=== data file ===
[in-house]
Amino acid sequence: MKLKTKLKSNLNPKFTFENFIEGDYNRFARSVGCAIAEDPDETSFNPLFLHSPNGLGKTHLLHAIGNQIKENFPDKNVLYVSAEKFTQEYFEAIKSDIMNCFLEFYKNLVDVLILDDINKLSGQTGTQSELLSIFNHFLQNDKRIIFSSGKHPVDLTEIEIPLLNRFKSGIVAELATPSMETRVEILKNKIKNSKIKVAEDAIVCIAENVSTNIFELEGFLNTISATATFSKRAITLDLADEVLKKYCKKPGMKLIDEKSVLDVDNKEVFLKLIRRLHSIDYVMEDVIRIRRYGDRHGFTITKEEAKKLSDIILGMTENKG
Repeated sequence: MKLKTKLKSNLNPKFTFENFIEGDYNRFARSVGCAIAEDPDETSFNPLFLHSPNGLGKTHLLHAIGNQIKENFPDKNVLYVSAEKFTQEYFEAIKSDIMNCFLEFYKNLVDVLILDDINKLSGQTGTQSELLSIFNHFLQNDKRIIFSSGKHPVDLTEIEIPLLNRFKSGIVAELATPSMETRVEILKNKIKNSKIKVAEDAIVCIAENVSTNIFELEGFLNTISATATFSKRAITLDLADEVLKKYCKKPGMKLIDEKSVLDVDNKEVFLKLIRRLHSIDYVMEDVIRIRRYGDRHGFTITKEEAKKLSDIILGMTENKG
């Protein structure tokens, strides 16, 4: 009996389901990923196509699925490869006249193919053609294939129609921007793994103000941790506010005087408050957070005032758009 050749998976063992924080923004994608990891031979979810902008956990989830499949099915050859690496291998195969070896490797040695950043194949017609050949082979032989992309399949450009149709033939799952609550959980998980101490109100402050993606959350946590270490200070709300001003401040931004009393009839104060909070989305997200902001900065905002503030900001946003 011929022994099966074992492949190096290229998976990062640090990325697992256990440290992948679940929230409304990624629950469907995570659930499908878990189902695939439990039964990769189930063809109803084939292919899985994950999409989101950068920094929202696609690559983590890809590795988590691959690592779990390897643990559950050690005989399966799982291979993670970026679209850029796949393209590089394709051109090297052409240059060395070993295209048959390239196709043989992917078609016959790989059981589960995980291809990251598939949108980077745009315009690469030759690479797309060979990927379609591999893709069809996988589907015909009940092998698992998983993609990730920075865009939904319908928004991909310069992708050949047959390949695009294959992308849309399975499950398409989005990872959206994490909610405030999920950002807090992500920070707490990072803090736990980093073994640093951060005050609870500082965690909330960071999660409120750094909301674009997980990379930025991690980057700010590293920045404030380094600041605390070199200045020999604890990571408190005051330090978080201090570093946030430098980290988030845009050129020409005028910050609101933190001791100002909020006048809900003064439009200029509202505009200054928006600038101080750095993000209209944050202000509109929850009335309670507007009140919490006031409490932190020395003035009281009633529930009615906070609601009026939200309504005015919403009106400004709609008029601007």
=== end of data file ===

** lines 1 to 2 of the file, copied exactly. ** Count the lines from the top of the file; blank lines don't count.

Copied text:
[in-house]
Amino acid sequence: MKLKTKLKSNLNPKFTFENFIEGDYNRFARSVGCAIAEDPDETSFNPLFLHSPNGLGKTHLLHAIGNQIKENFPDKNVLYVSAEKFTQEYFEAIKSDIMNCFLEFYKNLVDVLILDDINKLSGQTGTQSELLSIFNHFLQNDKRIIFSSGKHPVDLTEIEIPLLNRFKSGIVAELATPSMETRVEILKNKIKNSKIKVAEDAIVCIAENVSTNIFELEGFLNTISATATFSKRAITLDLADEVLKKYCKKPGMKLIDEKSVLDVDNKEVFLKLIRRLHSIDYVMEDVIRIRRYGDRHGFTITKEEAKKLSDIILGMTENKG